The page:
house ruehed at the two sisters, hran
! diahing a long hatpin. The young
i women were reinforced by their mother,
! the gardener and the chauffeur, but
the maid cornered Mary Pickford after
drlving the othcra oiT. Before any in?
jury waa done, poheemen arrived and
arrested the maid.
Miss Ripkine was releascd on $150
bail after arraignment in the police
eourt,. which waa packed with movie
stars. Among thoae who tcatitied
againat the maid was Mij. Fred Ster
Ling, wife of the comedian, who d??
clared ahe saw Miaa Ripkino etab at
the Misaes Pickford severs.1 times.
aj? . 1 ?--?? ? -?
Pennoyer?Ingestre
London, Aug. 2. ? Richard E. Pen
noyer, of Berkeley, Cal., second secre?
tary of the American Embassy, and
Lady Ingestre, daughter-in-law of the
Earl of Shrcwsbury, were marned to
day at Salisbury.
IPLAYHOUSE ffiiit.W* w_ VS
THE MAN WHO CAME BACK
5_E TME^iythCHAiR
48THST. IVfeSSS:
Th_ E ofB tv MBBf greilagi a .0.
PQINrtTCQ ?8'-'' ai Br_ltriy. Kiss. ? li
ri\iiiv.c,j3 afsttnaaa T? s^w a wel. i II
Mnartest of
Mualral Come
dica.?ti? Hun.
Tnl'l'l MATS VO!D. * BAT . J io
?Sri now on s.vi.e.
Beg. M0N. EVE., AUG. 6 ._
A. II. WOOHS Hreaents
MARYJANKLE
V fsrcicai cisp.
WltllAM fOX WONOCR FILM
1*
? i3c
ACK-BCANSIALK
I30O KIDWE8 - t'hrOOf GlA*T
B00TH "tJ&SJJr AUH.1
"FRIENO MARTHA"
HEATS NOW 8ELUNO.
ILU-LJ
ETCOVEY ntAVO _J
FAWNKE Kll I. and
Other Ulg Fsatures.
rrea AilracU >r.??Dtoelae.
New alat.To-dajr I Bernerd OranTllle, Cecll
DDirUTrtM fiinnlnghara.The Futur
D|\t_tf| I Utl latlc K?vue. Nl*lit Boat,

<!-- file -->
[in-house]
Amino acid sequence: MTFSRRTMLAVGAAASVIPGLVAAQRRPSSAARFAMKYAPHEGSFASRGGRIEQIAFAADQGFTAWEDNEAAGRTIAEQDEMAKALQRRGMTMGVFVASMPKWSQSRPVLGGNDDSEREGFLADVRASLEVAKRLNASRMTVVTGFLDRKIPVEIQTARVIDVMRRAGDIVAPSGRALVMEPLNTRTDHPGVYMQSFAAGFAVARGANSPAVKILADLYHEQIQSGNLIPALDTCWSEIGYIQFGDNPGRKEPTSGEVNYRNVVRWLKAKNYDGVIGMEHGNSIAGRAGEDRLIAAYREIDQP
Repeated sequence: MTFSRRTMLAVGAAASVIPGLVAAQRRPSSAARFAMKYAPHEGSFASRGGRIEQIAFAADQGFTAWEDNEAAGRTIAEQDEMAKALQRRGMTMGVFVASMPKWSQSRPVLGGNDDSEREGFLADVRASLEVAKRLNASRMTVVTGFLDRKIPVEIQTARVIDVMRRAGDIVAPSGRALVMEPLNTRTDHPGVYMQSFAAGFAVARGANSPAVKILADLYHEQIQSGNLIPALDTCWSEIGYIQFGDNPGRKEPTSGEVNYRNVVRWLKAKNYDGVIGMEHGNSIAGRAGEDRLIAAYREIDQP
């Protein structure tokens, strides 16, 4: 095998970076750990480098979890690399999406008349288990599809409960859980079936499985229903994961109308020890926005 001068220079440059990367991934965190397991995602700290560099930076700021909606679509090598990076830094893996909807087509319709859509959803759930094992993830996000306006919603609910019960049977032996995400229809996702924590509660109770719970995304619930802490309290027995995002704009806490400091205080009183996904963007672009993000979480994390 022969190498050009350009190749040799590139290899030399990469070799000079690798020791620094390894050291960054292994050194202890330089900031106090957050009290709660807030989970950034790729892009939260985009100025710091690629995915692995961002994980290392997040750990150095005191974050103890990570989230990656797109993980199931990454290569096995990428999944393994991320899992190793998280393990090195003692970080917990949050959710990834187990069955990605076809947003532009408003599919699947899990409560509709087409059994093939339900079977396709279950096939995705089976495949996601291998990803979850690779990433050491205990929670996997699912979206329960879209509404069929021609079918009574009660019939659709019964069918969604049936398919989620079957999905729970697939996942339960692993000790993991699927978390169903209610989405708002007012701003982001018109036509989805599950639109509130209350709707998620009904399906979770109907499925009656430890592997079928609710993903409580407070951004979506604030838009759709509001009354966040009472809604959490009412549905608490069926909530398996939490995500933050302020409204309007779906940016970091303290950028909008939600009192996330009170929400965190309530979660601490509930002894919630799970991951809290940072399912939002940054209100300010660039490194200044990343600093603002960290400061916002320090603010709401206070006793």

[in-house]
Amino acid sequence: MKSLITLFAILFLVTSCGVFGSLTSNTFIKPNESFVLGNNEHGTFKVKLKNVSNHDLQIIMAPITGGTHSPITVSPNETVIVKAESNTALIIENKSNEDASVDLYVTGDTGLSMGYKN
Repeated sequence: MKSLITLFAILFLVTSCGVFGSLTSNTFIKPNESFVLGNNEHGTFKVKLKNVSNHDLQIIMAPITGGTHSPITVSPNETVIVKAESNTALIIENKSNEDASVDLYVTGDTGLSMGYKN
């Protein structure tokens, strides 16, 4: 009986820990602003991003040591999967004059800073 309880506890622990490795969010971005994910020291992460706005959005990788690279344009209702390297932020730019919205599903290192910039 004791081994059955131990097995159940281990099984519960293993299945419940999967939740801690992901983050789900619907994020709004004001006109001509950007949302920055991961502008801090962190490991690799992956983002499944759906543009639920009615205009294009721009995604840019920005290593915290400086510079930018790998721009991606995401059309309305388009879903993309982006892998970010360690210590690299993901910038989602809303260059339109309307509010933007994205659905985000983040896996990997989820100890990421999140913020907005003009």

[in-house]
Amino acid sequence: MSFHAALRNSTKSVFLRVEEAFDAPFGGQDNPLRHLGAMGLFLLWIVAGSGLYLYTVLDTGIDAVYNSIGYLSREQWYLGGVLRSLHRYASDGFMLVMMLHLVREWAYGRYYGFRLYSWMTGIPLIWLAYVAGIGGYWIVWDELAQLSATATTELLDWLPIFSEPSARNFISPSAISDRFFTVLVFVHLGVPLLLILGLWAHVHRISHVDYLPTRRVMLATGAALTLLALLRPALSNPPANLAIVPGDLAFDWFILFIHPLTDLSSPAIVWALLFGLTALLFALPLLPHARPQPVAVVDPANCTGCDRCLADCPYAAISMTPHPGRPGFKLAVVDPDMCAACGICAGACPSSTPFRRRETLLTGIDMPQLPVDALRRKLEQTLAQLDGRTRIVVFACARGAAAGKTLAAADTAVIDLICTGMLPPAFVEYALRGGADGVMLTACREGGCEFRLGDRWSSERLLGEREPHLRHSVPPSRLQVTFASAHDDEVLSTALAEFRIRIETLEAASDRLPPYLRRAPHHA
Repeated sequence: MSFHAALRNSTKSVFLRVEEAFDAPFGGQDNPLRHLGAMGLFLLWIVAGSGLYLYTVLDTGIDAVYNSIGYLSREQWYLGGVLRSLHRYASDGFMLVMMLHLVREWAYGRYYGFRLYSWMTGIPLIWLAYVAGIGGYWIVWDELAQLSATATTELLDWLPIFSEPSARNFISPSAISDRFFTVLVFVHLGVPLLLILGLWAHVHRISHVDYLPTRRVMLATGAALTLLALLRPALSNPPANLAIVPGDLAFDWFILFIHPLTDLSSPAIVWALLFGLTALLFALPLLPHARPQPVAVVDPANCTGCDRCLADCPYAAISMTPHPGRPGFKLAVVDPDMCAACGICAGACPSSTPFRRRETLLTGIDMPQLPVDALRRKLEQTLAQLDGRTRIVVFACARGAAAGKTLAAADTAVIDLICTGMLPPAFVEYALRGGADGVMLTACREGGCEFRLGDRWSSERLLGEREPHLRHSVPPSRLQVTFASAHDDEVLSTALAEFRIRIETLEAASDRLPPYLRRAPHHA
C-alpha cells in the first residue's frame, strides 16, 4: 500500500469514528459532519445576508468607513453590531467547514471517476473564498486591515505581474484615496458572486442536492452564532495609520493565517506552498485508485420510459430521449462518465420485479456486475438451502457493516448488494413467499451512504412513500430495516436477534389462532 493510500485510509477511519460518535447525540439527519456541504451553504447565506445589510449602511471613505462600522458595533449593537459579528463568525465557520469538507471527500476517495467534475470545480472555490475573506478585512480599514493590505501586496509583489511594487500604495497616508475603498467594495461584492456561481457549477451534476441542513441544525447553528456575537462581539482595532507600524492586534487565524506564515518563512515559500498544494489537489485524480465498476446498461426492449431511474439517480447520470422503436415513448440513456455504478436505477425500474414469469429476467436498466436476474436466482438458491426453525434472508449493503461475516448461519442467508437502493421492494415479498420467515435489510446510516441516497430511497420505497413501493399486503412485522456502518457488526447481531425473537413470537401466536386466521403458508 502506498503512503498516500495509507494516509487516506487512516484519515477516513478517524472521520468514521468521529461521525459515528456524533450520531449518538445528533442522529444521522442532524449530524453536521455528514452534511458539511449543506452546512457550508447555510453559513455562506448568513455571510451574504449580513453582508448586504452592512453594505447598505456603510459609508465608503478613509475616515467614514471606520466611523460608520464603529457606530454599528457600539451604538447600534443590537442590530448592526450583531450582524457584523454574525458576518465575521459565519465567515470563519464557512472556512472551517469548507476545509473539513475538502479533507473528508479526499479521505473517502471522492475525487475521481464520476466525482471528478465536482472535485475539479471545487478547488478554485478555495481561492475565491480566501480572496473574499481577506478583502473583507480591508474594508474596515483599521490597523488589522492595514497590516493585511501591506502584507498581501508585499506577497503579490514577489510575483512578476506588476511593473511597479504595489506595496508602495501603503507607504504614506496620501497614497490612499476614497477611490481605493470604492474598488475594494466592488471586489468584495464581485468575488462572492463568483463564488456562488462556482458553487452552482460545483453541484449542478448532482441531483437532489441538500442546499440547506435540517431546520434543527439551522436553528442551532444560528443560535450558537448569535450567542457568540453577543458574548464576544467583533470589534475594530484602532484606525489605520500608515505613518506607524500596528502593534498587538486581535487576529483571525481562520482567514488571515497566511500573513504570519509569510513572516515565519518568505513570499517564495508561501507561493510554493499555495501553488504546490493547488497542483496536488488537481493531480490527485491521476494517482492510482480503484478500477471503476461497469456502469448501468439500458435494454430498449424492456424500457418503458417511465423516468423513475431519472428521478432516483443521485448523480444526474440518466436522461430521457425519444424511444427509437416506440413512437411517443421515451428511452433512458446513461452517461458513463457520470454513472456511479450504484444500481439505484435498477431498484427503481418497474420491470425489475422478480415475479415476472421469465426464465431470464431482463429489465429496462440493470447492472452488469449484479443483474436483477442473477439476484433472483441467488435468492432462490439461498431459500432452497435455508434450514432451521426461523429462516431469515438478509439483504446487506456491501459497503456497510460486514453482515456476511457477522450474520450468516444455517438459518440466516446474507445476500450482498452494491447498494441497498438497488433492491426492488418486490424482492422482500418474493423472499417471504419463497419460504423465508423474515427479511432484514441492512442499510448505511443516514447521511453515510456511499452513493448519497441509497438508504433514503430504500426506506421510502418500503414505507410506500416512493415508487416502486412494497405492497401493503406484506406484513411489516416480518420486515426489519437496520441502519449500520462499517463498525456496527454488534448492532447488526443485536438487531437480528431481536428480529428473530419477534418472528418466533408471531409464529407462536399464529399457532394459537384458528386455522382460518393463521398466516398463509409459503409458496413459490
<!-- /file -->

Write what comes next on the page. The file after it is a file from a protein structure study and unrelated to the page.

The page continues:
Brlghton Beach Smith * Austln. othsre.
RIALTfl
B-ar 4M||
!? 9K..A.. ^m
iv-rajit Uaahlium ln
nkTNNBK'fl HABV.
J'wsg. <m|| 1 ?ur Troops la Franre
'ta Ii S0c. w ? lucaaisaraals BlsJts 0r?hut.?.
in reed of tho prompting stimulas of
contact emotiona. Down at th* erowded
tent I found evidencs of thia. On the
way there I solicited an opinion of
Mrs. 1.. Farrell, who keeps the ice
cream parlor.
"\V? would l.ke to have tha war
over," .he said, "but ean sea no way
out wAhout tighting. There ia no anti
war talk here."
I gathered thia impraaalon from A.
Harmon, who farms aa well aa keep.
hotel:
"A number of farmer*' aoaa have
gone and labor ia eearce, but they all
reahze that we are in for a ftght ta *
flniah."
In S. C. Meddlck I atruck tha com
munity pesaimist. I fancy hia detach
ment was uncommon. He aaid:
"It is a much more eerioua bualnoas
than was expected when wa went into
it. Perhapa we wouldn't hava bean ao
haaty had we been better lnformed. A
lot of farmers' aons have enlisted. Th*
people don't need any oratory. V?hy
orate to men whom you are going to
draft! The draft'll get them. You
may be au*> they'll get the laraere'
sons, because they are tha oniy ones
who are physically lit."
In Dr. H. W. Ogden was diacovered
the communitv optimist, and incidental
lv th* man who made the Chautauqua
possible in Ovid. He had found a reso
lute spirit in farmer* and villagers
alike, not a parading nfe and drum
enthusiasm, because the communlty
is far removed from theao ftrat
aids to enthusiasm, but "a good
American underitanding of the war
causes and aims which expreeaee
itself in Ovid in normal Red Croaa.
Liberty Loan and volunteering ac
tivities." Ovid. by the way, fur
r.ished tho filBt man drrfted at Waah
ingtcr. by Secretary Baker, Glenn Mar
tin by name.
The Dmgglat'a Opinion
I waylafld John Clark. a yuur.g farmer,
and wooed him into converaation. Said
John Clark. of th* Ovld-Seneaa Fall?
state road: "It'a a nasty meea, but
there can't ba peace until we win. I
would ro if I were younger."
Flnally I encountered tha venUble
Frelelgh Jpnea, druggiat. He phtloeo
phized a bft, thua:
"The people hereabouts know all
about tha war. But it is too far away
to touch them. They feel prttty safe.
It is one thmg to know what we are up
against, but it is another thing to re